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New evidence suggests Archaeopteryx dressed in black.

Scientists have found a way to uncover feathered dinosaurs’ true colors, and one of the first creatures to come under inspection is none other than Archaeopteryx — an iconic but mysterious theropod believed by many to be the “missing link” between dinosaurs and birds.

Now, by examining a single, exceptionally well-preserved feather, one group of paleontologists believes it has the evidence it needs to weigh in on the color of Archaeopteryx's prehistoric plumage. This bird, say the researchers, wore black.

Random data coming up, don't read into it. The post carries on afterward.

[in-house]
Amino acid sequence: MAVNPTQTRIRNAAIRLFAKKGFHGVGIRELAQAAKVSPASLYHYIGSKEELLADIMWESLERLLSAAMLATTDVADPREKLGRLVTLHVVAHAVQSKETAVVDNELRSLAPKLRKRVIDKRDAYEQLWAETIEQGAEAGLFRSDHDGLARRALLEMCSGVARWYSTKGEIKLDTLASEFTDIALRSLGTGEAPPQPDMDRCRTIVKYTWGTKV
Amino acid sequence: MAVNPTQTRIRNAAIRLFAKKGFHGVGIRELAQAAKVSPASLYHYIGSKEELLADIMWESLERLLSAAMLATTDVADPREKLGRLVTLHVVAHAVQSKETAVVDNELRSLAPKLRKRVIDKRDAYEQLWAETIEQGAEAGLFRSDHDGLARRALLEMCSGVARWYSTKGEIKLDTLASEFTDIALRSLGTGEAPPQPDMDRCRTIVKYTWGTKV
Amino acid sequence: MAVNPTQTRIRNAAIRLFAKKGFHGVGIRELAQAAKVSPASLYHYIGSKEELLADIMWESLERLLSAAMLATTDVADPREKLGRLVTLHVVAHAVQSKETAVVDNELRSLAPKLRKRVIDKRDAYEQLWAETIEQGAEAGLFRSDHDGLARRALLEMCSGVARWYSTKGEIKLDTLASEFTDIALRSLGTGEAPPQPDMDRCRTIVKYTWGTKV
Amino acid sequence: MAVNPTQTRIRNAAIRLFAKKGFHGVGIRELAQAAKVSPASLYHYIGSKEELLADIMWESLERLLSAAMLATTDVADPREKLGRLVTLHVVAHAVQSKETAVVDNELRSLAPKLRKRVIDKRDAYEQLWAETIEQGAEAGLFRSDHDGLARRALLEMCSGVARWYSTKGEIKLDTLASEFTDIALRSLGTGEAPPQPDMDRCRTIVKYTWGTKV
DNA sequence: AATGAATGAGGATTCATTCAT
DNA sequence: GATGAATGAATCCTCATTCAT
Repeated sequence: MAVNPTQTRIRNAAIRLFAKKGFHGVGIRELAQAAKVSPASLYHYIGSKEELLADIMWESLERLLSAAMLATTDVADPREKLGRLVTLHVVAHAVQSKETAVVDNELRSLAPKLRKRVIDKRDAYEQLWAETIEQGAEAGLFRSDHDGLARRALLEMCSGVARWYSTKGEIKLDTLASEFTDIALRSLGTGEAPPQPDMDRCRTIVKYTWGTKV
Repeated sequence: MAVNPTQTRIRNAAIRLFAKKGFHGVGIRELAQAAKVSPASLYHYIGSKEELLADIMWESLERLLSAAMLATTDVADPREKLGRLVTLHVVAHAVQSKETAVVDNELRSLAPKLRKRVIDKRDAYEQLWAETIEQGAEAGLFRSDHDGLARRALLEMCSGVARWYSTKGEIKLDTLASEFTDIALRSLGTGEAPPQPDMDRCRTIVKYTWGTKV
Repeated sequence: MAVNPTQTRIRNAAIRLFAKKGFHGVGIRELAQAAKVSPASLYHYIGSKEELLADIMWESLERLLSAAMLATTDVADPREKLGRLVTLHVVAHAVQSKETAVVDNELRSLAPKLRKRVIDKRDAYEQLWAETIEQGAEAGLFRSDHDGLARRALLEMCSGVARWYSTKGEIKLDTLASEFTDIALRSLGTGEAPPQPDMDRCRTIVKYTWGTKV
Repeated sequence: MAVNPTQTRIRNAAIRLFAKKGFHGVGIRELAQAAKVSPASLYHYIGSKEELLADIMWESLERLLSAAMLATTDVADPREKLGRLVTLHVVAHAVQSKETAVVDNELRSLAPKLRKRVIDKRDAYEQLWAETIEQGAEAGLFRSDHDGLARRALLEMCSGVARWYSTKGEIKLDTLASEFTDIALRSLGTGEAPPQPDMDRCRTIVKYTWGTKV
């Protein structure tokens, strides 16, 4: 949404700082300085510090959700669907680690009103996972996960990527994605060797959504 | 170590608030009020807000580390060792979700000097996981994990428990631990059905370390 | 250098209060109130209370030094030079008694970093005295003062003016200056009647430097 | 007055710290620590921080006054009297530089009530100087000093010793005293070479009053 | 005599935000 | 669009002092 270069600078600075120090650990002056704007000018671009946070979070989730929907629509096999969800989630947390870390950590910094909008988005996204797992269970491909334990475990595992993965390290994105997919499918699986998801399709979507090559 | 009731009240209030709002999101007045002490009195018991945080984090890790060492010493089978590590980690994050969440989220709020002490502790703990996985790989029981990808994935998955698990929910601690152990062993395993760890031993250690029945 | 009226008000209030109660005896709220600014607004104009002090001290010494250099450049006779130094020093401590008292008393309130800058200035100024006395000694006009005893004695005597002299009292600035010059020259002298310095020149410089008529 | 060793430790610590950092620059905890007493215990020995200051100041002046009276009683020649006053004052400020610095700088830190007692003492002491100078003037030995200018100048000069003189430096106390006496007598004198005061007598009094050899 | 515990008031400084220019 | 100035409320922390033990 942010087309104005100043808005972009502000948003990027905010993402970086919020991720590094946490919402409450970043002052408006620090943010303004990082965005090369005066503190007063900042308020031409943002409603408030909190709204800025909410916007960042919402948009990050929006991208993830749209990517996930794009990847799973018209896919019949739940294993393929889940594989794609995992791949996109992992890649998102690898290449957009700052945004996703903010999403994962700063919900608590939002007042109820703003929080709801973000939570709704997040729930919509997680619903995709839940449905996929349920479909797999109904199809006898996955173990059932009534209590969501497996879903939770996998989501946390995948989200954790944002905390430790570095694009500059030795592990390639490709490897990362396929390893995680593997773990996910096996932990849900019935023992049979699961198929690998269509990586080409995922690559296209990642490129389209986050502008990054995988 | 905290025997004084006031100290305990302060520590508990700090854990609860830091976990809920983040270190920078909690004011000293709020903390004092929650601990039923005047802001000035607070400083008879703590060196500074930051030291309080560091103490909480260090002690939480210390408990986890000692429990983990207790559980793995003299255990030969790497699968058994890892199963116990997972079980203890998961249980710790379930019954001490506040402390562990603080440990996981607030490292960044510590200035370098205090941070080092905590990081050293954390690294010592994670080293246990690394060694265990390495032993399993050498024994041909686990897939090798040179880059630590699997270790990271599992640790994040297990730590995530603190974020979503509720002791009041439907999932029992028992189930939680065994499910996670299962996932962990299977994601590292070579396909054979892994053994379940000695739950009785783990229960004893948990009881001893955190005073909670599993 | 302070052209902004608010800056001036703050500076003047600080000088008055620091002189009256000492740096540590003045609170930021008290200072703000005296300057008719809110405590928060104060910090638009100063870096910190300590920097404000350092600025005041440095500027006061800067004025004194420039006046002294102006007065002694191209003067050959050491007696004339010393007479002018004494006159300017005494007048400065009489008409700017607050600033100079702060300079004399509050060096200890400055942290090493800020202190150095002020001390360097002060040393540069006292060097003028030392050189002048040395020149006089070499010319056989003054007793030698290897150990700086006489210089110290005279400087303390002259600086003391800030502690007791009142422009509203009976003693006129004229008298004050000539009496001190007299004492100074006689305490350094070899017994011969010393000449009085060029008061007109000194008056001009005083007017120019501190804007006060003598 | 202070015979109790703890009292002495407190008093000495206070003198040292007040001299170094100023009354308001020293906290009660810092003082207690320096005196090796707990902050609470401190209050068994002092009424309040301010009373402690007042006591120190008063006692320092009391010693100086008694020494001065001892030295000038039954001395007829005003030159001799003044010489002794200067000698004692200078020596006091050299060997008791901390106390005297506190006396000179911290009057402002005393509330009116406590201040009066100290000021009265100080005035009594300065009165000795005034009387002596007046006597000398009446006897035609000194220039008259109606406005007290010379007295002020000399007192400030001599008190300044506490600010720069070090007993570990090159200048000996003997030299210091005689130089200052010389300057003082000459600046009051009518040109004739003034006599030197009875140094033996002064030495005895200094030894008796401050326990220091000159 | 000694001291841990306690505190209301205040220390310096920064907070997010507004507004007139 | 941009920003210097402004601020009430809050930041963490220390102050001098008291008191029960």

By comparing the patterns of melanosomes contained within the Archaeopteryx feather (seen above) with the those found in the plumage of 87 similar, modern bird species, the researchers were able to determine that the feather was almost certainly black. What’s more, the researchers say Archaeopteryx's melanosomes would have provided its wings a structural advantage, as well.

"If Archaeopteryx was flapping or gliding, the presence of melanosomes would have given the feathers additional structural support,” said Ryan Carney, an evolutionary biologist at Brown and the paper’s lead author. “This would have been advantageous during this early evolutionary stage of dinosaur flight.”

Read the full article at io9.